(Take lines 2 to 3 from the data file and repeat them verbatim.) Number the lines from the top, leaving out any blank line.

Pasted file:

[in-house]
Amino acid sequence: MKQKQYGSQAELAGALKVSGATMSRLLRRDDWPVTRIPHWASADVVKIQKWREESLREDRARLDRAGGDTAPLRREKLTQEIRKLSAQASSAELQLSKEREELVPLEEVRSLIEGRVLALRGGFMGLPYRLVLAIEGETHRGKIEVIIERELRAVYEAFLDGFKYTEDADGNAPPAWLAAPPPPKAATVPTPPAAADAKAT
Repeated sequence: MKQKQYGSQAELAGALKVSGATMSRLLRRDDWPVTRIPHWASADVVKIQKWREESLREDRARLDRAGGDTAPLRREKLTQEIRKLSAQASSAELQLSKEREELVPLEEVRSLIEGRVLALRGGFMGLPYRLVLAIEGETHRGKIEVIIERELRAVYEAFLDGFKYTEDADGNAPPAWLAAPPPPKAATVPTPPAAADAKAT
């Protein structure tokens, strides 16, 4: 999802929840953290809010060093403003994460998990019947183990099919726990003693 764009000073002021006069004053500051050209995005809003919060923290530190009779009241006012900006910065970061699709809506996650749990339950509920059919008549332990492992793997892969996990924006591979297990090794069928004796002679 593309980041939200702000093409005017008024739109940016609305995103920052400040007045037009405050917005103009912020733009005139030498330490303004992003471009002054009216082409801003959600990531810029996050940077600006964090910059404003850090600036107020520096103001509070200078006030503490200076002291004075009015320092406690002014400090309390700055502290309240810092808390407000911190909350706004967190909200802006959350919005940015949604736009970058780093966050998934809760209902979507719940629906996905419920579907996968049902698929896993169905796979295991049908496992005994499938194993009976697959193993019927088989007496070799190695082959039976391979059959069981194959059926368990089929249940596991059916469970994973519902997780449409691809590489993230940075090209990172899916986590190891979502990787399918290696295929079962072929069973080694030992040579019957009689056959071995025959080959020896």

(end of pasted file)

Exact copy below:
Amino acid sequence: MKQKQYGSQAELAGALKVSGATMSRLLRRDDWPVTRIPHWASADVVKIQKWREESLREDRARLDRAGGDTAPLRREKLTQEIRKLSAQASSAELQLSKEREELVPLEEVRSLIEGRVLALRGGFMGLPYRLVLAIEGETHRGKIEVIIERELRAVYEAFLDGFKYTEDADGNAPPAWLAAPPPPKAATVPTPPAAADAKAT
Repeated sequence: MKQKQYGSQAELAGALKVSGATMSRLLRRDDWPVTRIPHWASADVVKIQKWREESLREDRARLDRAGGDTAPLRREKLTQEIRKLSAQASSAELQLSKEREELVPLEEVRSLIEGRVLALRGGFMGLPYRLVLAIEGETHRGKIEVIIERELRAVYEAFLDGFKYTEDADGNAPPAWLAAPPPPKAATVPTPPAAADAKAT